deductible

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de·duct·i·ble

 (dĭ-dŭk′tə-bəl)
adj.
That can be deducted, especially with respect to income taxes: deductible expenses.
n.
1. Something, such as an expense, that can be deducted, as for income-tax purposes.
2.
a. A clause in an insurance policy that exempts the insurer from paying an initial specified amount in the event that the insured sustains a loss or must pay for services otherwise covered under the policy.
b. The specified amount that must be paid by the holder of such a policy.

de·duct′i·bil′i·ty n.

deductible

(dɪˈdʌktɪbəl)
adj
1. (Mathematics) capable of being deducted
2. (Accounting & Book-keeping) US and Canadian short for tax-deductible
n
(Insurance) insurance US and Canadian a specified contribution towards the cost of a claim, stipulated on certain insurance policies as being payable by the policyholder. Also called (in Britain and certain other countries): excess
deˌductiˈbility n

de•duct•i•ble

(dɪˈdʌk tə bəl)

adj.
1. capable of being deducted.
2. allowable as a tax deduction.
n.
3. the amount for which the insured is liable on each claim made on an insurance policy.
[1855–60]
de•duct`i•bil′i•ty, n.
ThesaurusAntonymsRelated WordsSynonymsLegend:
Noun1.deductible - (taxes) an amount that can be deducted (especially for the purposes of calculating income tax)
revenue enhancement, tax, taxation - charge against a citizen's person or property or activity for the support of government
amount, amount of money, sum, sum of money - a quantity of money; "he borrowed a large sum"; "the amount he had in cash was insufficient"
2.deductible - a clause in an insurance policy that relieves the insurer of responsibility to pay the initial loss up to a stated amount
clause, article - a separate section of a legal document (as a statute or contract or will)
Adj.1.deductible - acceptable as a deduction (especially as a tax deduction)
revenue enhancement, tax, taxation - charge against a citizen's person or property or activity for the support of government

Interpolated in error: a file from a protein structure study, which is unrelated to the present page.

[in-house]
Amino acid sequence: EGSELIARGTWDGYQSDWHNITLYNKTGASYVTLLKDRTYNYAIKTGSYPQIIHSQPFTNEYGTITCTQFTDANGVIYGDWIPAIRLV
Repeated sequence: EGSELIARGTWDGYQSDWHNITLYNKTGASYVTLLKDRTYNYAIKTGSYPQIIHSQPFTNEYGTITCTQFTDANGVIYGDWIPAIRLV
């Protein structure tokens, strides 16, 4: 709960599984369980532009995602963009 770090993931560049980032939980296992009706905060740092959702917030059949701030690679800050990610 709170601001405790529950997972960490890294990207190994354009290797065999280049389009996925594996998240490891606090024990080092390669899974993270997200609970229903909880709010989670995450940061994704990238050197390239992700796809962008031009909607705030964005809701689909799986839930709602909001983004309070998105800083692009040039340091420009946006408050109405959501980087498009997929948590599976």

nondeductible - not allowable as a deduction
Translations

deductible

[dɪˈdʌktəbl] ADJdeducible, descontable; (for tax purposes) → desgravable, deducible

deductible

adjabziehbar; (= tax deductible)absetzbar

deductible

[dɪˈdʌktəbl] adjdeducibile

de·duc·ti·ble

a. deducible.

deductible

n (insurance) deducible m, franquicia (esp. Esp); to reach your deductible..alcanzar el deducible (la franquicia)
References in periodicals archive ?
For comprehensive family medical coverage, most employees pay less than USD 150 per month for family coverage, with no annual deductible and low co-pays.
Enrollees get Medicare coverage from two separate programs: the Medicare Part A hospitalization program, which has a deductible of $1,316 per inpatient deductible, and the Part B outpatient physician services program, which has a $183 annual deductible.
TABLE 1: TRICARE Select and TRICARE Prime cost sharing for active-duty family members (2018) Category Select Group A Select Group B Prime Group A Prime Group B Annual Enrollment $0 $0 $0 $0 Annual Deductible E1-E4:$50/$100 E1-E4:$50/$100 $0 $0 E5 and above: E5 and above: $150/$300 $150/$300 Annual Catastrophic Cap $1,000 $1,000 $1,000 $1,000 Group A = "grandfathered" enrollees (initial military affiliation before Jan.
A HDHP is defined as having an individual annual deductible of at least $1,300, and/or a family annual deductible of at least $2,600.
To qualify as a health plan coupled with a Health Savings Account, the Internal Revenue Code requires the deductible to be at least $1,300 for an individual and $2,600 for a family, with a maximum annual deductible and other out of pocket expenses of $6,550 for an individual and $13,100 for a family.
You will not have to pay the annual deductible for either Part A or B.
Also for 2017, the IRS defines a "high-deductible health plan" as a health plan with an annual deductible not less than $1,300 for self-only coverage or $2,600 for family coverage and where annual out-of-pocket expenses-i.
KFF found that "81 percent of covered workers are in plans with a general annual deductible.
The lower limits on the annual deductible under an HDHP will be the same as for 2015, and the upper limit for out-of-pocket expenses will be slightly higher than for 2015.
For calendar year 2016, a HDHP will be defined as a health plan with an annual deductible that is "not less than $1,300 for self-only coverage or $2,600 for family coverage.
In any case, the university has now imposed costs such as a $250 individual annual deductible, and $20 co-pays for a doctor's visit.
A health plan qualifies as a HDHP in 2012 if the annual deductible is not less than $2,400 for a plan providing family coverage (or $1,200 for individual-only coverage).

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